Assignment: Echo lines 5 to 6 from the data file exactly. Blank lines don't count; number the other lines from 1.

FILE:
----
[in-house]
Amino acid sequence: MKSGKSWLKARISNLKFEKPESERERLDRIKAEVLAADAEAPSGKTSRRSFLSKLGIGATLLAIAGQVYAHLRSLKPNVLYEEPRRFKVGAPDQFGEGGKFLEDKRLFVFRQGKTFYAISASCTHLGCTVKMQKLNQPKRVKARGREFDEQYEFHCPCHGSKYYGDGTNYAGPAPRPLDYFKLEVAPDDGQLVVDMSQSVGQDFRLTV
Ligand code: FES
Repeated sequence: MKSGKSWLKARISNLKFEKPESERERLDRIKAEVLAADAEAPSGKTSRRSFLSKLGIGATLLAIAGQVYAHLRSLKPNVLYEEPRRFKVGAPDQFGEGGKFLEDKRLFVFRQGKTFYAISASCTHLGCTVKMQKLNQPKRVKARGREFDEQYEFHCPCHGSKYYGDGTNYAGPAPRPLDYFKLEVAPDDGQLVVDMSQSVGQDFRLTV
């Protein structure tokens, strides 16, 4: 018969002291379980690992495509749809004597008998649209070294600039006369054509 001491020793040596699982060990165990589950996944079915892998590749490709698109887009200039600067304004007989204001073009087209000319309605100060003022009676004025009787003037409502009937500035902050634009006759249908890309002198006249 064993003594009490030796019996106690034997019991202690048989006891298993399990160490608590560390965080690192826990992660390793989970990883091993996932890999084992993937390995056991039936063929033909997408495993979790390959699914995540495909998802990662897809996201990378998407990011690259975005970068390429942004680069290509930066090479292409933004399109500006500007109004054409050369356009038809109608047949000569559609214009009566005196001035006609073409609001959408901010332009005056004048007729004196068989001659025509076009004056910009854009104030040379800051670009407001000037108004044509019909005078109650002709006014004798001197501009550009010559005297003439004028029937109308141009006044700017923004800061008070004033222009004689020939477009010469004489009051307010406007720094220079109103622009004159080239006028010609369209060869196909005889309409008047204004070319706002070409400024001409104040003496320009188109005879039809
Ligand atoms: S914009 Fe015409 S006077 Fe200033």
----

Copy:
């Protein structure tokens, strides 16, 4: 018969002291379980690992495509749809004597008998649209070294600039006369054509 001491020793040596699982060990165990589950996944079915892998590749490709698109887009200039600067304004007989204001073009087209000319309605100060003022009676004025009787003037409502009937500035902050634009006759249908890309002198006249 064993003594009490030796019996106690034997019991202690048989006891298993399990160490608590560390965080690192826990992660390793989970990883091993996932890999084992993937390995056991039936063929033909997408495993979790390959699914995540495909998802990662897809996201990378998407990011690259975005970068390429942004680069290509930066090479292409933004399109500006500007109004054409050369356009038809109608047949000569559609214009009566005196001035006609073409609001959408901010332009005056004048007729004196068989001659025509076009004056910009854009104030040379800051670009407001000037108004044509019909005078109650002709006014004798001197501009550009010559005297003439004028029937109308141009006044700017923004800061008070004033222009004689020939477009010469004489009051307010406007720094220079109103622009004159080239006028010609369209060869196909005889309409008047204004070319706002070409400024001409104040003496320009188109005879039809
Ligand atoms: S914009 Fe015409 S006077 Fe200033």